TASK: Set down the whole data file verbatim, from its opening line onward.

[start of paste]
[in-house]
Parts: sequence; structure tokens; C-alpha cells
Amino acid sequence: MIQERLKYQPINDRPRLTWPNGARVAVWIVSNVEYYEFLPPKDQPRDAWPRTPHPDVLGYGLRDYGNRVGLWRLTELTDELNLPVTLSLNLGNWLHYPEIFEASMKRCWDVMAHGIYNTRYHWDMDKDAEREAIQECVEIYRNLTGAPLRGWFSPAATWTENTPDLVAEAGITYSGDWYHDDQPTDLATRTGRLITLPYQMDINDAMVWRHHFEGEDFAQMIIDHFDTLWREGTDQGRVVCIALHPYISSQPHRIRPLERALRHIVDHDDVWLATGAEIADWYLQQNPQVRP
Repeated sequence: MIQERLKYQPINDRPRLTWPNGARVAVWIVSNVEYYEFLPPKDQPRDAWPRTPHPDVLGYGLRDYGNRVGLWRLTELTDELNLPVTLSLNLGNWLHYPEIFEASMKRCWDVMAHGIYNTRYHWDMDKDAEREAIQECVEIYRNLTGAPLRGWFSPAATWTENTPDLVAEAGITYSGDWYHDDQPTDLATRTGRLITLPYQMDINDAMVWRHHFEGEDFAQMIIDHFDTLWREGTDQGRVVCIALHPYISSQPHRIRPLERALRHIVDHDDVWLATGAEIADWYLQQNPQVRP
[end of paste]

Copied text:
[in-house]
Parts: sequence; structure tokens; C-alpha cells
Amino acid sequence: MIQERLKYQPINDRPRLTWPNGARVAVWIVSNVEYYEFLPPKDQPRDAWPRTPHPDVLGYGLRDYGNRVGLWRLTELTDELNLPVTLSLNLGNWLHYPEIFEASMKRCWDVMAHGIYNTRYHWDMDKDAEREAIQECVEIYRNLTGAPLRGWFSPAATWTENTPDLVAEAGITYSGDWYHDDQPTDLATRTGRLITLPYQMDINDAMVWRHHFEGEDFAQMIIDHFDTLWREGTDQGRVVCIALHPYISSQPHRIRPLERALRHIVDHDDVWLATGAEIADWYLQQNPQVRP
Repeated sequence: MIQERLKYQPINDRPRLTWPNGARVAVWIVSNVEYYEFLPPKDQPRDAWPRTPHPDVLGYGLRDYGNRVGLWRLTELTDELNLPVTLSLNLGNWLHYPEIFEASMKRCWDVMAHGIYNTRYHWDMDKDAEREAIQECVEIYRNLTGAPLRGWFSPAATWTENTPDLVAEAGITYSGDWYHDDQPTDLATRTGRLITLPYQMDINDAMVWRHHFEGEDFAQMIIDHFDTLWREGTDQGRVVCIALHPYISSQPHRIRPLERALRHIVDHDDVWLATGAEIADWYLQQNPQVRP